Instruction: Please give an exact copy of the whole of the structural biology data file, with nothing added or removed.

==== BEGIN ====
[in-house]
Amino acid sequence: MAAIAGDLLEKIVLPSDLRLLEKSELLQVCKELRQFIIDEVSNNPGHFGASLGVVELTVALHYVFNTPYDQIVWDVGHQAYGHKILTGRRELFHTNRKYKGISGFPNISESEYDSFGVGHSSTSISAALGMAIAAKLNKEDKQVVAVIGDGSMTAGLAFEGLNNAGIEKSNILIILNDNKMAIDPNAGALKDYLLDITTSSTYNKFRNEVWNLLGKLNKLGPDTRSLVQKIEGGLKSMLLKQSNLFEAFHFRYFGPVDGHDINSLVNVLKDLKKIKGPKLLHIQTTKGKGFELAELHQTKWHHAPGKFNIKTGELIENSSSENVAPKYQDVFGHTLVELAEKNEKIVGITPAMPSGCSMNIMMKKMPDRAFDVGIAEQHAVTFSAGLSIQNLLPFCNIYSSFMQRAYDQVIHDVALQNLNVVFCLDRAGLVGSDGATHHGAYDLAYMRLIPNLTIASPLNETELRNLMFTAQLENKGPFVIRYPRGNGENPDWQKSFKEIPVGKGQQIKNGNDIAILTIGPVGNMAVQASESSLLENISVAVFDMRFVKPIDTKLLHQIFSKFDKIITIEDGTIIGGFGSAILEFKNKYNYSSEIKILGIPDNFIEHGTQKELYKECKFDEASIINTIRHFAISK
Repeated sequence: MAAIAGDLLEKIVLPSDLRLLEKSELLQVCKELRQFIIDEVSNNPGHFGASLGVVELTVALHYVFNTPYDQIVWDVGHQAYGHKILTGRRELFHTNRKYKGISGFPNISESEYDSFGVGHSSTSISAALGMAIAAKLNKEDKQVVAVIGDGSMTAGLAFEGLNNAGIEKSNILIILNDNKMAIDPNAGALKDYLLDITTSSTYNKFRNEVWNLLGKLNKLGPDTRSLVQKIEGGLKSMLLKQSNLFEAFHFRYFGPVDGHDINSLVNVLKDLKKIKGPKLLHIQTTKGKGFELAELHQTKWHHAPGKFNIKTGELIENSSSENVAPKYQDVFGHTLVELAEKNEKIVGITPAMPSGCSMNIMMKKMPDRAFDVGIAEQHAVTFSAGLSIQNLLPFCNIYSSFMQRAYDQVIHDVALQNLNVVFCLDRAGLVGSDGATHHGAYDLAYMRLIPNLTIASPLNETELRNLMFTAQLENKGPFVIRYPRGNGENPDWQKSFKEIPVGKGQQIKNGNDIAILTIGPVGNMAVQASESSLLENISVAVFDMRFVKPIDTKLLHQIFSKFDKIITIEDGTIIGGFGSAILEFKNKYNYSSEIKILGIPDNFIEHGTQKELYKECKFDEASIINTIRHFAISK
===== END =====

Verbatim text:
[in-house]
Amino acid sequence: MAAIAGDLLEKIVLPSDLRLLEKSELLQVCKELRQFIIDEVSNNPGHFGASLGVVELTVALHYVFNTPYDQIVWDVGHQAYGHKILTGRRELFHTNRKYKGISGFPNISESEYDSFGVGHSSTSISAALGMAIAAKLNKEDKQVVAVIGDGSMTAGLAFEGLNNAGIEKSNILIILNDNKMAIDPNAGALKDYLLDITTSSTYNKFRNEVWNLLGKLNKLGPDTRSLVQKIEGGLKSMLLKQSNLFEAFHFRYFGPVDGHDINSLVNVLKDLKKIKGPKLLHIQTTKGKGFELAELHQTKWHHAPGKFNIKTGELIENSSSENVAPKYQDVFGHTLVELAEKNEKIVGITPAMPSGCSMNIMMKKMPDRAFDVGIAEQHAVTFSAGLSIQNLLPFCNIYSSFMQRAYDQVIHDVALQNLNVVFCLDRAGLVGSDGATHHGAYDLAYMRLIPNLTIASPLNETELRNLMFTAQLENKGPFVIRYPRGNGENPDWQKSFKEIPVGKGQQIKNGNDIAILTIGPVGNMAVQASESSLLENISVAVFDMRFVKPIDTKLLHQIFSKFDKIITIEDGTIIGGFGSAILEFKNKYNYSSEIKILGIPDNFIEHGTQKELYKECKFDEASIINTIRHFAISK
Repeated sequence: MAAIAGDLLEKIVLPSDLRLLEKSELLQVCKELRQFIIDEVSNNPGHFGASLGVVELTVALHYVFNTPYDQIVWDVGHQAYGHKILTGRRELFHTNRKYKGISGFPNISESEYDSFGVGHSSTSISAALGMAIAAKLNKEDKQVVAVIGDGSMTAGLAFEGLNNAGIEKSNILIILNDNKMAIDPNAGALKDYLLDITTSSTYNKFRNEVWNLLGKLNKLGPDTRSLVQKIEGGLKSMLLKQSNLFEAFHFRYFGPVDGHDINSLVNVLKDLKKIKGPKLLHIQTTKGKGFELAELHQTKWHHAPGKFNIKTGELIENSSSENVAPKYQDVFGHTLVELAEKNEKIVGITPAMPSGCSMNIMMKKMPDRAFDVGIAEQHAVTFSAGLSIQNLLPFCNIYSSFMQRAYDQVIHDVALQNLNVVFCLDRAGLVGSDGATHHGAYDLAYMRLIPNLTIASPLNETELRNLMFTAQLENKGPFVIRYPRGNGENPDWQKSFKEIPVGKGQQIKNGNDIAILTIGPVGNMAVQASESSLLENISVAVFDMRFVKPIDTKLLHQIFSKFDKIITIEDGTIIGGFGSAILEFKNKYNYSSEIKILGIPDNFIEHGTQKELYKECKFDEASIINTIRHFAISK